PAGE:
stronger inducements are presented to all subordinate officers to improve and prepare themselves for higher positions. Still, in an army where a large proportion of the officers have had no previous military training or experience, due assurance cannot be felt of the competency of those on whom promotion may by this rule be cast. A provision against gross incompetency is indeed made by the authority conferred by act of Congress for the convening of a board to determine qualifications, but resort to this remedy is naturally odious and in practice it proves but little efficacious. It is not to be denied that promotion by seniority alone represses ambitious aspiration and the spirit of enterprise and daring which promotion by merit inspires. Some recognition of this and desire to avoid its effects have been manifested by the enactment of Congress allowing promotions to be made by the President in case of distinguished skill or valor, but save in the rare case where recommendation of extraordinary merit is given by the commanding general such appointments can only be made to a vacancy in the company, battalion, or regiment to which the party is attached. Besides, where promotion by seniority is the almost universal rule, the exercise of this appointing power becomes odious, is constructed into injustice to all the inferior officers of the special organization, and breeds discontent and dissension. In consequence it is very rarely exercised, and the injurious effects of promotion by seniority alone are not by this provision effectively counteracted. It is suggested that some beneficial effect in inspiriting to deeds of valor and the display of extraordinary merit would result from confining election to the lowest grade (the starting point on the road to honors) to those, if any in the company, who had been recommended by their commanders for distinguished skill and valor. This would not deprive the company of the privilege of election, but e choice among the most worthy. Still, the higher and more important grades would be supplied only be seniority, and with deference it is recommended that some mode be devised by the wisdom of Congress to have vacancies of that class more frequently the rewards of high deeds and superior qualifications. This is the more necessary, since the commissions of officers in the Provisional Army being dependent on the continuance of their organizations, some of the most valuable in the service have been thrown out by the dissolution or disbanding of their companies or regiments when, often through their own gallantry, too much reduced for service. Under the present system, however meritorious or efficient, there is no place for them in the line, and they can only be replaced in the Army by conscription as privates. This is scarce less just than impolitic. Some provision should be adopted by which such officers should retain their commissions, or the privilege of appointment to vacancies which they are eminently fitted to fill should be accorded them. The hardships to the officers in such cases, together with reluctance to lose their services, have sometimes induced generals in command, particularly in the most distant departments, to assign such officers temporarily to vacancies for which the officers entitled by seniority were known to be less competent, or to special duties. An embarrassment results. The officers in some cases after a long service find that they have lost their commissions by the previous disbanding of their commands and can neither be recognized nor receive their pay as officers. Some appropriation to meet such cases and provide compensation at least for the period of their actual service should be provided.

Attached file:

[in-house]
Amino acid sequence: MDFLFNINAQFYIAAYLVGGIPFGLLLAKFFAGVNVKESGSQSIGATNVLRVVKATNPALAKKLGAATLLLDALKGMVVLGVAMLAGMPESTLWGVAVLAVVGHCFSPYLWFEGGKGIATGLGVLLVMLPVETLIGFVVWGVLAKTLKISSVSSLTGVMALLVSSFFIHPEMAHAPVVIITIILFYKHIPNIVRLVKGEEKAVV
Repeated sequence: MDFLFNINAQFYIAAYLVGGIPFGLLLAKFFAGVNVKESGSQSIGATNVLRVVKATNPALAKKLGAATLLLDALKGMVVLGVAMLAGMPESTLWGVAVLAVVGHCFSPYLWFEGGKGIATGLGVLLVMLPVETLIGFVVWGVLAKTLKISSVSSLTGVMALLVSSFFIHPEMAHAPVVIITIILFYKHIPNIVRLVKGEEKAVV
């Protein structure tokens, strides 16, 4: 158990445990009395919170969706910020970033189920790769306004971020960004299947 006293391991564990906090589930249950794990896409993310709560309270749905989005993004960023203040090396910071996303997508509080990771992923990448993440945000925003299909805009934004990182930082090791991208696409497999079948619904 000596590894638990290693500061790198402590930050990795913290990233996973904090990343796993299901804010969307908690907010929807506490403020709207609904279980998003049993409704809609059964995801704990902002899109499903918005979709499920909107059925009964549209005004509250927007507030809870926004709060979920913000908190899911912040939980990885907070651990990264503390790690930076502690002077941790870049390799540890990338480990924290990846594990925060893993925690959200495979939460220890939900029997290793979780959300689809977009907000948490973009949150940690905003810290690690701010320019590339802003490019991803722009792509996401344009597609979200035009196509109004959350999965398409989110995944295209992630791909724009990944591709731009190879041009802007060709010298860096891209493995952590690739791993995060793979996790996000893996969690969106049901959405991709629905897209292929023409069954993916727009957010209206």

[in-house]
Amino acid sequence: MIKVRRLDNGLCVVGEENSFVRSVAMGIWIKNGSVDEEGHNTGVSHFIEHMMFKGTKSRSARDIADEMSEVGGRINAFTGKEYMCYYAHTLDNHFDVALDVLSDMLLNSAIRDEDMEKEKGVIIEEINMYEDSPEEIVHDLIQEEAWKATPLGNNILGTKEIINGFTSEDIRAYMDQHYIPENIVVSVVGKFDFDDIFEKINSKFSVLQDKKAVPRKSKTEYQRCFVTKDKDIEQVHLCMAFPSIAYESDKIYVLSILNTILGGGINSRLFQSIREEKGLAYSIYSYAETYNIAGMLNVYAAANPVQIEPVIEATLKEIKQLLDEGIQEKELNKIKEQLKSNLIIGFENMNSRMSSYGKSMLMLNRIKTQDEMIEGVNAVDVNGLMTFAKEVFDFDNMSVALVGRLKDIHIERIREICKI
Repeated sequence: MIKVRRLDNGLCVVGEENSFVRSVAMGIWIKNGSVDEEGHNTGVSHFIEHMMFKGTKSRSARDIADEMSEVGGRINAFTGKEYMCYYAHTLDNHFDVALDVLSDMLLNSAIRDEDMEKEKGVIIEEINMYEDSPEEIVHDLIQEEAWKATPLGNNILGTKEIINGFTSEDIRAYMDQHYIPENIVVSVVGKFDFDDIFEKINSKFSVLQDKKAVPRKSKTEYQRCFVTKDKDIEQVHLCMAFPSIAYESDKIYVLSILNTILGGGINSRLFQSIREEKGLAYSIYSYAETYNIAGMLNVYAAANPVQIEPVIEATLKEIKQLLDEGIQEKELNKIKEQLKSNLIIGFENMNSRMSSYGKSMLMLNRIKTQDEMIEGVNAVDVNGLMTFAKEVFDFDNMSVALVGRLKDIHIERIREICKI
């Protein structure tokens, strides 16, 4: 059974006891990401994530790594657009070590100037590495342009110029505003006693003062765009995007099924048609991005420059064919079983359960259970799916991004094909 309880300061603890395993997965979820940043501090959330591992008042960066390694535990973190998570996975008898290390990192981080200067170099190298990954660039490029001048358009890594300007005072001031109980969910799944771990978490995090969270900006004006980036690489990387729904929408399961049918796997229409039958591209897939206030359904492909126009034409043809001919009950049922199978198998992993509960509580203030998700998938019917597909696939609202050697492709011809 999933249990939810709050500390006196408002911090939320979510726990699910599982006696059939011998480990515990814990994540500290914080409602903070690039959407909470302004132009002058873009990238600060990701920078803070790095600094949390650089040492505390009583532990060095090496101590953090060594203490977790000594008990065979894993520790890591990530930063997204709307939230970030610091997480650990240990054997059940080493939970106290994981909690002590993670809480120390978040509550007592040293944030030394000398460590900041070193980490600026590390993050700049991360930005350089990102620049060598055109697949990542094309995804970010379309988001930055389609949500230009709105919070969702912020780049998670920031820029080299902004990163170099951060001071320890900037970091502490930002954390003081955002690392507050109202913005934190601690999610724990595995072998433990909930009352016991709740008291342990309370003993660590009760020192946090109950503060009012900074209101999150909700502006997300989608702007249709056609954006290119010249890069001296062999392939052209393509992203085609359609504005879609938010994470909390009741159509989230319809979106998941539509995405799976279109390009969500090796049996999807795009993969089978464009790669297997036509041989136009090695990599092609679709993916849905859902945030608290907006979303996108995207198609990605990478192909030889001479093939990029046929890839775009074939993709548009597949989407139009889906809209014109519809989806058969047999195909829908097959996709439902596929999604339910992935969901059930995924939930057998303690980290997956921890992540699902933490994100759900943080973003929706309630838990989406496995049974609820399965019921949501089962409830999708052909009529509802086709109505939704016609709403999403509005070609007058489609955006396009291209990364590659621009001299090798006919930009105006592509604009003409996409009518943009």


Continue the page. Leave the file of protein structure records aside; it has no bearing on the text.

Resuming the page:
In this connection another interesting class of cases deserves passing notice. It has repeatedly happened that officers who have raised